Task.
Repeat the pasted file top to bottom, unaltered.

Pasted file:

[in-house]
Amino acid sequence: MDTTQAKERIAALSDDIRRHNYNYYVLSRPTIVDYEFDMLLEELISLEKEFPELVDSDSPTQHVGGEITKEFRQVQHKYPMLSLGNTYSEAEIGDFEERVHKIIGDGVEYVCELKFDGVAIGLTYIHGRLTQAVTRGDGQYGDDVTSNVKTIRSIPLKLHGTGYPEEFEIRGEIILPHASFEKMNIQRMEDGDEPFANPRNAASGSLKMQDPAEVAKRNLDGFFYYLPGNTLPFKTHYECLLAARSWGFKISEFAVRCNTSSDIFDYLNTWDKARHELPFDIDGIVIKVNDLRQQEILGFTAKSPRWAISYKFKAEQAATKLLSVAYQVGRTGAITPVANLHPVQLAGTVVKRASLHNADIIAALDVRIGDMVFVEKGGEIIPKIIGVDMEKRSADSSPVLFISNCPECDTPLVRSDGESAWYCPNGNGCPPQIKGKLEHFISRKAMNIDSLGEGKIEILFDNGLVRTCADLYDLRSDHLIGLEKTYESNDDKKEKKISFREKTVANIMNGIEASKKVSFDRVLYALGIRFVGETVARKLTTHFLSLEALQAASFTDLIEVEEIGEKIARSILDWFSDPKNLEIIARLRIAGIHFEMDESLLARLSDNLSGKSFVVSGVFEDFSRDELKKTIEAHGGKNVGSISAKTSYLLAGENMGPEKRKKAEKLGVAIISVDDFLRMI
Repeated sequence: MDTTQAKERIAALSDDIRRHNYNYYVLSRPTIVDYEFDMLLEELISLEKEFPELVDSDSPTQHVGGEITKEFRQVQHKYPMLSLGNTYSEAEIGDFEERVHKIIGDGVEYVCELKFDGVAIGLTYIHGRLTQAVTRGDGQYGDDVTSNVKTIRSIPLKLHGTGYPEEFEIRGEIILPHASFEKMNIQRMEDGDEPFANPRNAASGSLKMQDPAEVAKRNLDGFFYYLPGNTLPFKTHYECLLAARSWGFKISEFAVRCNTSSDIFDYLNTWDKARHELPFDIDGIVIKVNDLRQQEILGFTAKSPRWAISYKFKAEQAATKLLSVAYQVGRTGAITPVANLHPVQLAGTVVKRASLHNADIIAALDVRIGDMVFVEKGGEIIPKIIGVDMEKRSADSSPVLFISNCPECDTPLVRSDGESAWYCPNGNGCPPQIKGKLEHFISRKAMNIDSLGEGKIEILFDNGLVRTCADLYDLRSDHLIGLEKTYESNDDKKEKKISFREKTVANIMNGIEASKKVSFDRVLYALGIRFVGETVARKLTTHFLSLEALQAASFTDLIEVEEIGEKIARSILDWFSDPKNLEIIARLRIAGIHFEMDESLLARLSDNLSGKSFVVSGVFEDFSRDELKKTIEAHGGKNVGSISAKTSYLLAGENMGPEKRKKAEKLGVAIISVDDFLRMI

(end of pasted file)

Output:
[in-house]
Amino acid sequence: MDTTQAKERIAALSDDIRRHNYNYYVLSRPTIVDYEFDMLLEELISLEKEFPELVDSDSPTQHVGGEITKEFRQVQHKYPMLSLGNTYSEAEIGDFEERVHKIIGDGVEYVCELKFDGVAIGLTYIHGRLTQAVTRGDGQYGDDVTSNVKTIRSIPLKLHGTGYPEEFEIRGEIILPHASFEKMNIQRMEDGDEPFANPRNAASGSLKMQDPAEVAKRNLDGFFYYLPGNTLPFKTHYECLLAARSWGFKISEFAVRCNTSSDIFDYLNTWDKARHELPFDIDGIVIKVNDLRQQEILGFTAKSPRWAISYKFKAEQAATKLLSVAYQVGRTGAITPVANLHPVQLAGTVVKRASLHNADIIAALDVRIGDMVFVEKGGEIIPKIIGVDMEKRSADSSPVLFISNCPECDTPLVRSDGESAWYCPNGNGCPPQIKGKLEHFISRKAMNIDSLGEGKIEILFDNGLVRTCADLYDLRSDHLIGLEKTYESNDDKKEKKISFREKTVANIMNGIEASKKVSFDRVLYALGIRFVGETVARKLTTHFLSLEALQAASFTDLIEVEEIGEKIARSILDWFSDPKNLEIIARLRIAGIHFEMDESLLARLSDNLSGKSFVVSGVFEDFSRDELKKTIEAHGGKNVGSISAKTSYLLAGENMGPEKRKKAEKLGVAIISVDDFLRMI
Repeated sequence: MDTTQAKERIAALSDDIRRHNYNYYVLSRPTIVDYEFDMLLEELISLEKEFPELVDSDSPTQHVGGEITKEFRQVQHKYPMLSLGNTYSEAEIGDFEERVHKIIGDGVEYVCELKFDGVAIGLTYIHGRLTQAVTRGDGQYGDDVTSNVKTIRSIPLKLHGTGYPEEFEIRGEIILPHASFEKMNIQRMEDGDEPFANPRNAASGSLKMQDPAEVAKRNLDGFFYYLPGNTLPFKTHYECLLAARSWGFKISEFAVRCNTSSDIFDYLNTWDKARHELPFDIDGIVIKVNDLRQQEILGFTAKSPRWAISYKFKAEQAATKLLSVAYQVGRTGAITPVANLHPVQLAGTVVKRASLHNADIIAALDVRIGDMVFVEKGGEIIPKIIGVDMEKRSADSSPVLFISNCPECDTPLVRSDGESAWYCPNGNGCPPQIKGKLEHFISRKAMNIDSLGEGKIEILFDNGLVRTCADLYDLRSDHLIGLEKTYESNDDKKEKKISFREKTVANIMNGIEASKKVSFDRVLYALGIRFVGETVARKLTTHFLSLEALQAASFTDLIEVEEIGEKIARSILDWFSDPKNLEIIARLRIAGIHFEMDESLLARLSDNLSGKSFVVSGVFEDFSRDELKKTIEAHGGKNVGSISAKTSYLLAGENMGPEKRKKAEKLGVAIISVDDFLRMI